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    Depending on what type of terrain, and loads you haul will make a difference also. Local, or OTR driving can make a difference, as to the amount of stopping and starting. Gearing combinations, along with power, can make a difference in cost of fuel consumption, also, wear and tear. At $4.00/gal. or more, it makes a big difference when you are talking 5-7 miles per gallon consumption rate.
     
  7. lovethesport

    lovethesport Member

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    Oct 28, 2009
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    I, am more interested in the business side of trucking..i have an oppurtunity to get a contract to pick up and deliver scaffolding material...the company is willing to pay $ 75 per hour plus 24% fuel surcharge..

    I have access to a lot of owner operators, who will be contracted to do the actual driving..

    I am trying to understand if there will be profit left for me from this 75 and what is the amount that an owner operator will charge me for moving the loads..

    my apologies upfront, but i am at the beginning of the learning curve

    thank you
     
  8. Stl Flyn

    Stl Flyn Well-Known Member

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    What number is the surcharge based off of? Per hour is kind of tough. Hard to determine what exactly that is? Does that include wait, and load times, delays, as far as pick-ups, and deliveries? Flat bed securement times, and pay for the driver if tarping is required? So many different variables as to what that hourly pay is actually paid on. Will the contracted O/O be paid on a hourly rate also? If so, will he paid from the time he gets in his truck, till the time he returns back to park it.

    Sounds like Hookedonshooting, would be able to help you figure some of the costs, as I would think that he deals with brokers, and bids, seeing he is in Logistics.
     
  9. trim tab

    trim tab Active Member

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    Las vegas
    If you are considering buying or leasing a truck and being an "Owner Operator" I would suggest you pass. If you haven't had any over the road experience that is another hit against you. Not like it was 20-25 years ago. Whole lot of questions to answer before youtake that plunge as to who you going to lease to, insurance, how paid, maintenance etc.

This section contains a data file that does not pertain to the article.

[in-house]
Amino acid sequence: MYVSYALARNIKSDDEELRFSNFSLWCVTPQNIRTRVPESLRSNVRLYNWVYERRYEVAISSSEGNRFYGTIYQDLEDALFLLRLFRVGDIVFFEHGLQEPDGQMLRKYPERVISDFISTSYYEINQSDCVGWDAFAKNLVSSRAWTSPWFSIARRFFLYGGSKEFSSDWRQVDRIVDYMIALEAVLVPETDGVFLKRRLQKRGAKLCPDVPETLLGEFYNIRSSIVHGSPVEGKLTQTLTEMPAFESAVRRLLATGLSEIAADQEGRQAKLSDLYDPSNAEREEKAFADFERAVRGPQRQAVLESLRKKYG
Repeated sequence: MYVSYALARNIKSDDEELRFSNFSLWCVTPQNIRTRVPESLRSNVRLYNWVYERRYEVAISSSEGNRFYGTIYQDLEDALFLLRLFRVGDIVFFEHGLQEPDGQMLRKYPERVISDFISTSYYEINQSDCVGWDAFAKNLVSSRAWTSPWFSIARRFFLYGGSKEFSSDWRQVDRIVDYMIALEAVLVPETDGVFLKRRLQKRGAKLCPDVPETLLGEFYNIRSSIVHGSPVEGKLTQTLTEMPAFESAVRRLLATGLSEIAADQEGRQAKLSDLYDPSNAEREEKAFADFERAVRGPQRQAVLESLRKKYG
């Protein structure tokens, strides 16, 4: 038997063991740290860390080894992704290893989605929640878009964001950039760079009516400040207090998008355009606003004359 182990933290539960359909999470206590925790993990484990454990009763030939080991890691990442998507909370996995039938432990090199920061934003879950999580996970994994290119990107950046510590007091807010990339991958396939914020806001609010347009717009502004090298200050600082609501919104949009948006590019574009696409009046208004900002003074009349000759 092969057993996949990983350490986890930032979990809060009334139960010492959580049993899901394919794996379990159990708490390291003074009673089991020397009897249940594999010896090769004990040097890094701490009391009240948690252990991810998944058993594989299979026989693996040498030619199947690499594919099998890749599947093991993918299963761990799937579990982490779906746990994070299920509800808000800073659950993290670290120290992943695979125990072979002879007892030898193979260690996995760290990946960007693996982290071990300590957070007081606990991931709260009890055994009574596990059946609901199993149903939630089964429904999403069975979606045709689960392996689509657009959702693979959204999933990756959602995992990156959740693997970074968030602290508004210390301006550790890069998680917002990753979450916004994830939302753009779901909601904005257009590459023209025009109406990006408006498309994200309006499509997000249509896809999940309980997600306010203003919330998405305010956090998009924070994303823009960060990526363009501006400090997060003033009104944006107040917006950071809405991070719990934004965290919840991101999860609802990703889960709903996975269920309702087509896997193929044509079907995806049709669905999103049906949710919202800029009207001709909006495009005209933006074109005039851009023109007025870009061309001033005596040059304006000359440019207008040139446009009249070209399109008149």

10. happytrapper

    happytrapper TS Member

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    Jun 28, 2010
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    Best to forget about it. If you could make money at it someone else would already be doing it.If someone see that you are making money doing it ,they will be trying to cut your rate to get the haul.
     
  11. AveragEd

    AveragEd Well-Known Member

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    Location:
    Mechanicsburg, Pennsylvania
    I know less than nothing about owning or operating a Class 8 truck but can tell you that a very intelligent friend of mine who wanted a big change from his years as controller for a home building firm leased a two year-old tractor for one year to try out the business. He leased himself to a local firm hauling full loads on a regular set of routes at what then was a good compensation by comparison to other offers.

    At the end of that year, he went back to bean-counting. He loved the freedom but so much of what he earned had to go back into the truck that he became disillusioned.

    Ed
     
  12. slayer

    slayer Well-Known Member

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    beautiful northern michigan
    A friend of mine went into the trucking biz after an early retirement from Gm. He first started with big vans then went to box trucks. He's into big money now by his own admission. I really don't know much about the specifics, sorry but he says the smaller trucks are much more profitable to own and use. Bill